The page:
WAKE FOREST, N.C. (BP)–A person’s “last words” are meant to make a lasting impression, and that is especially true for the last words of Jesus, graduates of Southeastern Baptist Theological Seminary and The College at Southeastern were told during spring commencement exercises May 20.
During two separate graduation ceremonies, 189 students were awarded degrees from the two schools. This spring’s graduates hailed from 21 states and eight foreign countries. They earned associate’s, bachelor’s, master’s and doctoral degrees.
During the graduation services Southeastern’s president, Daniel Akin, urged the graduates to live for Christ, focusing on the final marching orders of Jesus Christ to his followers.
“These students will leave today to go out to various places of service that God has designated for them. As they go, let us remember the final marching orders of King Jesus,” Akin said.
He referred to Matthew 28:18-20 in which Jesus said, “All authority in heaven and on earth has been given to me. Go therefore and make disciples of all nations, baptizing them in the name of the Father and of the Son and of the Holy Spirit, teaching them to observe all that I have commanded you. And behold, I am with you always, to the end of the age.”
“These are the last recorded words of our Lord Jesus Christ,” Akin said. “By their very nature, ‘last words’ are meant to make a lasting impression.”
Akin recounted the final words of famous men and women, noting that in every case, the last words of a person are meant to be lasting words. “These words of Jesus inform us of his passion and our divine assignment,” Akin said. “He was of keen mind and he knew exactly what he wanted to tell us to do until the end of the age.”
Jesus’ final words spoke of His power and the authority Christ had to accomplish the Great Commission. Akin said: “Notice it says ‘all authority.’ God’s people will never lack God’s supply, and I don’t care where you go — you go on His authority and with His promise of His power to complete this work in your life.”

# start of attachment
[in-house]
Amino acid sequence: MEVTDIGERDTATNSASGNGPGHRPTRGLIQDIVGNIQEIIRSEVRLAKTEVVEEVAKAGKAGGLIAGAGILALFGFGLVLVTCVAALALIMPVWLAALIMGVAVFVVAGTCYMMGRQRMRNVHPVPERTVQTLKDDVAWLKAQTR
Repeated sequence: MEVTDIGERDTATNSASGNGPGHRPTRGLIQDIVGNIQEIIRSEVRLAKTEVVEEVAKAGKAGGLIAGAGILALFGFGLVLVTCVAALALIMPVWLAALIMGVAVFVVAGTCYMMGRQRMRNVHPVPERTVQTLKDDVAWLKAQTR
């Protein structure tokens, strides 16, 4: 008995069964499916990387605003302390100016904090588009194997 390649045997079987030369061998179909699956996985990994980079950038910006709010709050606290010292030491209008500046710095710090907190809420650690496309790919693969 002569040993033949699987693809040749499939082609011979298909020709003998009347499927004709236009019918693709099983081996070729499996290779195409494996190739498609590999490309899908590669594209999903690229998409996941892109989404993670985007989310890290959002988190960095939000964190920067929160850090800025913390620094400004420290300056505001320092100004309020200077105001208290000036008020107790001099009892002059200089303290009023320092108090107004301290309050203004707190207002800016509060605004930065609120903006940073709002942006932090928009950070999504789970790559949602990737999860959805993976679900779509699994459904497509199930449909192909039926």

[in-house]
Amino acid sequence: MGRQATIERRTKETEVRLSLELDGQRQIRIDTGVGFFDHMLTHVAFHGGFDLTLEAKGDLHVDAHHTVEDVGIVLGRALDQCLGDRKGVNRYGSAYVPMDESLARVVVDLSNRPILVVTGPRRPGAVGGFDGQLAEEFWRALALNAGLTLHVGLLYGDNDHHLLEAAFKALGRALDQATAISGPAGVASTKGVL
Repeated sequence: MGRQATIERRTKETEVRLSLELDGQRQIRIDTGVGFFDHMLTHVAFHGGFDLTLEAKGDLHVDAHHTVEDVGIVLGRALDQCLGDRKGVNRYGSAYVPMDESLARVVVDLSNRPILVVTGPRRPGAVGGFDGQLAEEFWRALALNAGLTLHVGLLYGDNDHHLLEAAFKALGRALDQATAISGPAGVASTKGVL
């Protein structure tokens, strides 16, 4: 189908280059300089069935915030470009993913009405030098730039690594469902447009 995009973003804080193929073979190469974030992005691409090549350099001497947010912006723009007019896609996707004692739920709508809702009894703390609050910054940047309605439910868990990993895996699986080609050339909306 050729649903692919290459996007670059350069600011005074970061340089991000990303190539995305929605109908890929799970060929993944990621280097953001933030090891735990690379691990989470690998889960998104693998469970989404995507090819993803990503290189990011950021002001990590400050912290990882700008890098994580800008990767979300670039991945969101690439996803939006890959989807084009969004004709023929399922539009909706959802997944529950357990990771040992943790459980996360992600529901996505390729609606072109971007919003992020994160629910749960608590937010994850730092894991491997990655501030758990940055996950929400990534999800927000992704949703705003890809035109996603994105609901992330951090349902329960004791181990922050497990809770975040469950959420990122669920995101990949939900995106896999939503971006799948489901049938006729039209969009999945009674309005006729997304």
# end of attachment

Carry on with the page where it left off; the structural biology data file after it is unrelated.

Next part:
Christ’s power is given to His people in order to fulfill His command, found in verse 20, Akin added: “To make disciples devoted followers of Jesus, is the imperative. We are to go, we are to baptize and we are to teach.”
The practical application is that there is “no need to ask God if we should go to the 6,898 unreached people groups and the 2.8 billion who have never heard the name of Jesus,” Akin said.
“He has made it clear — we should go. All that matters in life is that we please God and obey King Jesus,” Akin said. “We don’t need to pray about it — we need to go to the unreached. Some of you will go to the unreached overseas. Some of you will go to the underserved areas of North America and to the dead churches of our country and make them missionary outposts.”
Graduates can go to unreached areas with complete confidence in Christ’s promise that He will be with us until the end of the age, Akin added.
“There’s lots of talk about the end of the age right now. There’s nothing in Scripture though that says Jesus couldn’t come back today,” Akin said. “What He tells us is He’ll be faithful to us till the end.”
Akin shared the Gospel with the gathered friends and families, urging the men and women to recognize, not only God’s love for them, but the graduates’ love for them.
“Every one of them said they would trade their diploma for knowledge that you trusted Christ today for your salvation,” Akin said. “Yesterday we prayed for you, for those who don’t know Christ. He longs to have a relationship with every one of you.”
Compiled by Southeastern Baptist Theological Seminary staff.